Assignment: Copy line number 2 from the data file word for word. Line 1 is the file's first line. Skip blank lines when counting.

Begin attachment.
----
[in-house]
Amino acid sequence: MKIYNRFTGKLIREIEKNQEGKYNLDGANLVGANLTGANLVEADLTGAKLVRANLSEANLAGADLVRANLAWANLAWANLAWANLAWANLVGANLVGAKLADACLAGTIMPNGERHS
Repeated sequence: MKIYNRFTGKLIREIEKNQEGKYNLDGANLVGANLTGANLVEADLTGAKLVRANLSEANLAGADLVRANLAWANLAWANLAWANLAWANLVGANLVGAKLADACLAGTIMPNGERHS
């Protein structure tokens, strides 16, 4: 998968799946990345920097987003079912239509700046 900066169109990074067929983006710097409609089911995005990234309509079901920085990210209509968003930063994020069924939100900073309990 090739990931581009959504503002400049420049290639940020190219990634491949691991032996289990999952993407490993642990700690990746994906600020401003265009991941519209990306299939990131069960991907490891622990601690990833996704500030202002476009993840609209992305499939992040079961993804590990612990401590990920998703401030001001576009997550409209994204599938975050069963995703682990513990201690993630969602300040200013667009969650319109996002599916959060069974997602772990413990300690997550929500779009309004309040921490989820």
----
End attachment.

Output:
Amino acid sequence: MKIYNRFTGKLIREIEKNQEGKYNLDGANLVGANLTGANLVEADLTGAKLVRANLSEANLAGADLVRANLAWANLAWANLAWANLAWANLVGANLVGAKLADACLAGTIMPNGERHS